Living life as a professional bodybuilder may seem attractive. But most people are unaware of the gruelling diets and training that bodybuilders put themselves through, never mind the challenge and risks involved in maintaining that lifestyle.

The story of Dean Wharmby, a loving father and professional bodybuilder, is scary proof.

In Dean’s time as a bodybuilder, he would consume 10,000 calories a day, which is four times the recommended caloric intake for males.

But this is how much he had to consume to maintain his size and muscle mass. To convert these calories into energy and muscle, Dean would eat a mix of fast food and balanced meals including chicken, fish, and eggs.

But his biggest mistake? During his workouts, he would down two energy drinks every hour.

The energy drinks seemed to help at first; they would keep him focused and awake during these strenuous training sessions.

But then Dean was diagnosed with cancer, which led him to abandon his bad habits and turn to natural medicine instead of chemotherapy.

What’s sad is that when Dean’s tumor began to shrink and disappear, he quickly picked up his old habits which included frequent consumption of energy drinks.

Eventually, doctors diagnosed him a second time with liver cancer which they say actually destroyed Dean’s liver and promoted the growth of cancer cells.

Unfortunately, this time it was too late to treat the cancer naturally or with chemotherapy Last year, he passed away, leaving behind his wife and young daughter.

Dean Wharmby’s story isn’t the only real life example of the effects of energy drink consumption on the body. A shocking revelation took place when a man was hospitalized with severe symptoms that he thought were just flu-like. But once he started developing jaundice he knew something was wrong and went to the doctor for medical help.

They diagnosed the 50-year-old with hepatitis, an inflammation of the liver that can lead to liver disease and cancer. The man stated he had been consuming 2+ energy drinks a day to help boost his energy during his highly tiring construction job over the past three weeks.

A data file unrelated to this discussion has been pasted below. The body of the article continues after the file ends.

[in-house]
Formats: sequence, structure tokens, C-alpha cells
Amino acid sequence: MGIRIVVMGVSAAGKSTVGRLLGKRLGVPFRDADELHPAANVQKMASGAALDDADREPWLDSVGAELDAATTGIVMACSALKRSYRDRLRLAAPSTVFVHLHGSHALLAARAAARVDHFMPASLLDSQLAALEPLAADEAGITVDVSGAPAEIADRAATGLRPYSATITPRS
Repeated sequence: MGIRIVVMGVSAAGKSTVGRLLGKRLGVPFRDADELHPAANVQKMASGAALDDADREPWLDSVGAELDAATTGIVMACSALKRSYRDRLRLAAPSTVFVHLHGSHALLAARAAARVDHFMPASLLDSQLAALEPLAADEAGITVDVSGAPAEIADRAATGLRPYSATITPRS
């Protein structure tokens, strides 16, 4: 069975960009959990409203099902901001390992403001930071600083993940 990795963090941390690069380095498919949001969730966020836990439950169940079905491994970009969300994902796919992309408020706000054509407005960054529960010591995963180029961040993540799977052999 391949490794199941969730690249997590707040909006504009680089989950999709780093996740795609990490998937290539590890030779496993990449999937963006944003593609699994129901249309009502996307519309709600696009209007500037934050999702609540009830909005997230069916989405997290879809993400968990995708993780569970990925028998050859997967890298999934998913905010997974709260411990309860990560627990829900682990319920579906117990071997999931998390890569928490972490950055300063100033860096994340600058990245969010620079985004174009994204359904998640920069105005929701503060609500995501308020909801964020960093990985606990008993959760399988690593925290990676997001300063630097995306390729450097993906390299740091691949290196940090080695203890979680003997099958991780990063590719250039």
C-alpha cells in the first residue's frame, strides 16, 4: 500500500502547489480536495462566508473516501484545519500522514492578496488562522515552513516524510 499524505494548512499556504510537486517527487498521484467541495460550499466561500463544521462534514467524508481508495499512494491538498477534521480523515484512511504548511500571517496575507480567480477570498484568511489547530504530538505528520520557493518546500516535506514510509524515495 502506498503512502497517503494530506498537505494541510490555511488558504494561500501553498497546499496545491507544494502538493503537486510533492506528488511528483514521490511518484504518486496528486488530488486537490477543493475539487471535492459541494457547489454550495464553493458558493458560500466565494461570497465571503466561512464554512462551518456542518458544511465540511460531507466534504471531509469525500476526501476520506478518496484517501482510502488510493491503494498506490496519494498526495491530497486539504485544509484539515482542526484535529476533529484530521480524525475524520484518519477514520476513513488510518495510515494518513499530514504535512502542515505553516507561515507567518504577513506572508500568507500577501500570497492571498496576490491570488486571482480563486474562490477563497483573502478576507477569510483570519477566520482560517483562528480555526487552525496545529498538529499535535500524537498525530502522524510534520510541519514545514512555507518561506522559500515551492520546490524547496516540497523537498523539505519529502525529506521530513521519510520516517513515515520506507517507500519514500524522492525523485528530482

He had no traces of liver problems in his family nor any links to hepatitis. When the doctors diagnosed him, they were profoundly interested in the relationship that energy drinks, niacin, and hepatitis has.

Although it is not 100% clear whether the extreme intake of energy drinks and the formation of hepatitis is fully linked, it is worth paying attention to, as another lady was diagnosed with hepatitis after consuming an above average amount of energy drinks per day.

Energy drinks are one of the most popular beverages in the world. with millions sold each year, it is undeniable that they are a force to be reckoned with.

‘The term “energy drink” refers to beverages that contain caffeine in combination with other ingredients such as taurine, guarana, and B vitamins, and that claims to provide its consumers with extra energy’, which are ingredients that may be highly dangerous to our health.

Different brands of energy drinks contain various levels of caffeine, ranging from 50 to 505mg per can or bottle and the caffeine concentration being between 2.5 and 171 mg per fluid ounce. So that could be a dangerous amount of caffeine being consumed if you have more than one energy drink in a short amount of time.

Studies have briefly looked at the idea that caffeine has adverse side effects on your cardiovascular system. And although the results were not broad enough to have stricter rules placed on energy drinks, they did encourage some European countries such as Denmark and Norway to ban the selling of energy drinks.

Caffeine has also been argued to have similar characteristics to certain drugs such as alcohol or smoking as research has shown the side effects caffeine withdrawal may have. ‘A population-based serve revealed that 30% of a sample of 162 caffeine users fulfilled diagnostic criteria for substance dependence when applied to caffeine’, further proving the addictive side to energy drinks.

Source: http://www.theunknownbutnothidden.com

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